The bookstore puts a focus on Black women and nonbinary authors and regularly hosts community events, such as gratitude journaling, doll-making workshops, story time and book discussions for literary-canon material like “The Color Purple.” When unexpected costs put the Salt Eaters’ future into question, Grant got creative and threw an old-school rent party themed around Beyoncé’s “Renaissance” album. If you can’t stop by the store to buy a book, consider making the Salt Eaters your preferred bookstore on Bookshop instead, or donate to the GoFundMe that’s raising money to cover a recent rent increase.
Route Details
Advertisement
The Ptato Pratin from Creme Brulee Bakery in Inglewood.
(Cynthia Wiley/Creme Brulee Bakery)

Bite into buttery French pastries at Crème Br?lée Bakery

Inglewood French Bakery $
Born and raised in Paris, Cynthia Wiley didn’t want to have to travel far from her South L.A. home for worldly treats. Now nestled in Hyde Park Plaza, wafting sweet scents and jazz records welcome patrons to Crème Br?lée Bakery.

Wiley previously worked as a private chef before starting her own business. She first started selling homemade pastries at the Westchester farmers market and, after seeing success, decided to open a bricks-and-mortar. She originally signed a yearlong lease deal with her landlord, but now her goal is to buy her suite in the plaza to continue giving Inglewood a little taste of Paris.

During the week, she offers crispy palmiers, flaky croissants and velvety madeleines with simple coffee drinks, while weekends bring a robust brunch program, including quiches, crepes and eggs Benedict with house-made hollandaise sauce, cured salmon and bacon. When I visited, each dish came with a side of roasted potatoes and ratatouille, but weekly specials vary based on what ingredients call to Wiley at the market. Wiley also offers kids cooking classes, where young people can learn to make quiches, chouquettes and other French dishes.
Route Details
Exterior of Hilltop Coffee Inglewood location.
(Ed Rudolph)

Put thoughts into action at Hilltop Coffee + Kitchen

Inglewood Coffee Breakfast/Lunch $
Yonnie Hagos and Ajay Relan opened their first coffee shop at Slauson and Overhill, but consider the two-story Inglewood location their flagship because it’s the largest of their four outposts and it represents a return to roots for both them and their third co-owner, Issa Rae. Rae associates pivotal steps in her career with coffee shops — they’re where she’s done most of her writing — but she always had to leave her neighborhood to find spaces where she could be productive. So she eagerly teamed up with Hagos and Relan to create Hilltop Coffee + Kitchen, a place for dreamers and doers to find creativity, community and connections.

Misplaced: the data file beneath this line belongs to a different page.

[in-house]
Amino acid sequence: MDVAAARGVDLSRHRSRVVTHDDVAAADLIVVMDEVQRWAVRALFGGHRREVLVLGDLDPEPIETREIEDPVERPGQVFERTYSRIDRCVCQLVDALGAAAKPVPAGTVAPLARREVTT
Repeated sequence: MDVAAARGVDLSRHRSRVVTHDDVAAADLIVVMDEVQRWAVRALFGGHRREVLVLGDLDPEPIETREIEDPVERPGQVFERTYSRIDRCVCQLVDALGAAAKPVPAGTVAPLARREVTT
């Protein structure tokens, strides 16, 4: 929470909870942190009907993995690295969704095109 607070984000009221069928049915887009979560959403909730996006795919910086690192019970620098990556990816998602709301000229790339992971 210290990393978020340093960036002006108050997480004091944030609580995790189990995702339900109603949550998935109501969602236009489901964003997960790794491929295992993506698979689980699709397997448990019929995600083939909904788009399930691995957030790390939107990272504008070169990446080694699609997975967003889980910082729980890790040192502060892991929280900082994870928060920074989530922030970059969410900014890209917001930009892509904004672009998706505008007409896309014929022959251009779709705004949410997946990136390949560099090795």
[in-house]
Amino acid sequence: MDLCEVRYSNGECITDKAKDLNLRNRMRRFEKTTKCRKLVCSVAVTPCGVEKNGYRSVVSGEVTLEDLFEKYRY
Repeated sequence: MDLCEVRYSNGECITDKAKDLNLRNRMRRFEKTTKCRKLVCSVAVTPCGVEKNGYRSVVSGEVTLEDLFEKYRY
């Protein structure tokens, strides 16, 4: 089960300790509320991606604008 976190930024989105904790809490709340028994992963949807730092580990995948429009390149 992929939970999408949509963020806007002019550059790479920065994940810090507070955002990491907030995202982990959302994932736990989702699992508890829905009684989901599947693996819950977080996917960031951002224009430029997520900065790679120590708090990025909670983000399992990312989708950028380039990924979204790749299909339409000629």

The atmosphere at Hilltop is energizing. At any of the locations, you’ll find entrepreneurs taking meetings and students giving virtual presentations. In addition to affirmations like “Keep your head up” inscribed on walls and cups, nods to Inglewood can be found in every corner, including large floor-to-ceiling art depicting the Forum when it was blue.

Hilltop serves a wide-ranging menu, curated by chef Rory Hermann, with comforting and healthy options such as an a?ai bowl, a crispy chicken sandwich with spicy slaw on brioche bread, beignets, waffles on the weekends and pastries. Paired with a cup of coffee brewed with signature beans, it will make your dreams feel just a little bit closer.
Route Details
Tintype photographs by unknown maker from reconstruction era are displayed in The Kinsey Collection Exhibition.
(Christina House/Los Angeles Times)

Browse the Kinsey African American Art Collection at SoFi Stadium

Inglewood Art Gallery $
From the L.A.-based Kinsey family, the Kinsey Collection of African American Art has extended its stay at SoFi Stadium through 2024. With artifacts, paintings, sculptures and poetry that chart African American history from the transatlantic slave trade to the present day, including artists who aren’t often recognized, Bernard and Shirley Kinsey were inspired to start collecting art that reflected their personal histories and culture during their extensive global travels. Over time, it grew into an award-winning museum exhibition that tours cultural institutions around the world. It’s worth visiting the collection on its own so you can take time to read humorous letters typed up by author Zora Neale Hurston, gaze at vintage movie posters of entertainer Paul Robeson or admire a portrait of abolitionist Frederick Douglass. SoFi Stadium tours also are available and include a stop through the Kinsey Collection, though you aren’t given much time to browse.
Route Details
(Kayla James / For The Times)

Fight inflation with the lunch special at Woody's BBQ

Inglewood Barbecue $